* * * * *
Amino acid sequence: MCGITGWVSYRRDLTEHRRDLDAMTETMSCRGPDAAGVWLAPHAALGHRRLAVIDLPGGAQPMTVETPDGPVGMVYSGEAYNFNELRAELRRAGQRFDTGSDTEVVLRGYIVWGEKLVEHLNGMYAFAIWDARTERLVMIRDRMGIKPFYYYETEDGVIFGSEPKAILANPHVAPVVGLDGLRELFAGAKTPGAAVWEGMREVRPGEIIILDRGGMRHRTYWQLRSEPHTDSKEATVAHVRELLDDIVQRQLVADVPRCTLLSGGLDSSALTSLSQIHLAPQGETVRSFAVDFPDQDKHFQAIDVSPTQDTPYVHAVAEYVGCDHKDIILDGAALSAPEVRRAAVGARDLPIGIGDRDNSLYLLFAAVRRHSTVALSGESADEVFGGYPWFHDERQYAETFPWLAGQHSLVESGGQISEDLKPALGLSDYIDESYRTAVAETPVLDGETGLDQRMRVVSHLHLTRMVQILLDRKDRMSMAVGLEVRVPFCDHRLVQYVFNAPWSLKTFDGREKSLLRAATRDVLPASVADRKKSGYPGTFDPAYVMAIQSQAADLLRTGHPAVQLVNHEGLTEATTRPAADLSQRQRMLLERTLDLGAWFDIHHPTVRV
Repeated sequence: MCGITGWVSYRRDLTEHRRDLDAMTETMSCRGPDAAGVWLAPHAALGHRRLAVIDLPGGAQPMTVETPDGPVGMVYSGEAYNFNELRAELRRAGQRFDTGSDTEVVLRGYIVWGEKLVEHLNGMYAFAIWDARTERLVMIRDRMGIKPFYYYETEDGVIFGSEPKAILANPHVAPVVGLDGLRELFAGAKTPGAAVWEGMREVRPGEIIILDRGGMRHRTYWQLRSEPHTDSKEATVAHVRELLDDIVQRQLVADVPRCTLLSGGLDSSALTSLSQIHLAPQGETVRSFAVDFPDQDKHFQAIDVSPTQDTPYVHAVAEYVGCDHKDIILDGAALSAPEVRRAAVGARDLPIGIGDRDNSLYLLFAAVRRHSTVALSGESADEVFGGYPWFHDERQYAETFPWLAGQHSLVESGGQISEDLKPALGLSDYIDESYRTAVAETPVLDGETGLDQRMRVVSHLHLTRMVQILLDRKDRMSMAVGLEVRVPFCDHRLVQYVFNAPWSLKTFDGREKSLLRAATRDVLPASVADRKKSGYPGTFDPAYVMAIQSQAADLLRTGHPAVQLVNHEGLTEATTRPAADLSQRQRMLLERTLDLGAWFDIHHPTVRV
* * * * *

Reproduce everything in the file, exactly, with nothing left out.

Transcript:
Amino acid sequence: MCGITGWVSYRRDLTEHRRDLDAMTETMSCRGPDAAGVWLAPHAALGHRRLAVIDLPGGAQPMTVETPDGPVGMVYSGEAYNFNELRAELRRAGQRFDTGSDTEVVLRGYIVWGEKLVEHLNGMYAFAIWDARTERLVMIRDRMGIKPFYYYETEDGVIFGSEPKAILANPHVAPVVGLDGLRELFAGAKTPGAAVWEGMREVRPGEIIILDRGGMRHRTYWQLRSEPHTDSKEATVAHVRELLDDIVQRQLVADVPRCTLLSGGLDSSALTSLSQIHLAPQGETVRSFAVDFPDQDKHFQAIDVSPTQDTPYVHAVAEYVGCDHKDIILDGAALSAPEVRRAAVGARDLPIGIGDRDNSLYLLFAAVRRHSTVALSGESADEVFGGYPWFHDERQYAETFPWLAGQHSLVESGGQISEDLKPALGLSDYIDESYRTAVAETPVLDGETGLDQRMRVVSHLHLTRMVQILLDRKDRMSMAVGLEVRVPFCDHRLVQYVFNAPWSLKTFDGREKSLLRAATRDVLPASVADRKKSGYPGTFDPAYVMAIQSQAADLLRTGHPAVQLVNHEGLTEATTRPAADLSQRQRMLLERTLDLGAWFDIHHPTVRV
Repeated sequence: MCGITGWVSYRRDLTEHRRDLDAMTETMSCRGPDAAGVWLAPHAALGHRRLAVIDLPGGAQPMTVETPDGPVGMVYSGEAYNFNELRAELRRAGQRFDTGSDTEVVLRGYIVWGEKLVEHLNGMYAFAIWDARTERLVMIRDRMGIKPFYYYETEDGVIFGSEPKAILANPHVAPVVGLDGLRELFAGAKTPGAAVWEGMREVRPGEIIILDRGGMRHRTYWQLRSEPHTDSKEATVAHVRELLDDIVQRQLVADVPRCTLLSGGLDSSALTSLSQIHLAPQGETVRSFAVDFPDQDKHFQAIDVSPTQDTPYVHAVAEYVGCDHKDIILDGAALSAPEVRRAAVGARDLPIGIGDRDNSLYLLFAAVRRHSTVALSGESADEVFGGYPWFHDERQYAETFPWLAGQHSLVESGGQISEDLKPALGLSDYIDESYRTAVAETPVLDGETGLDQRMRVVSHLHLTRMVQILLDRKDRMSMAVGLEVRVPFCDHRLVQYVFNAPWSLKTFDGREKSLLRAATRDVLPASVADRKKSGYPGTFDPAYVMAIQSQAADLLRTGHPAVQLVNHEGLTEATTRPAADLSQRQRMLLERTLDLGAWFDIHHPTVRV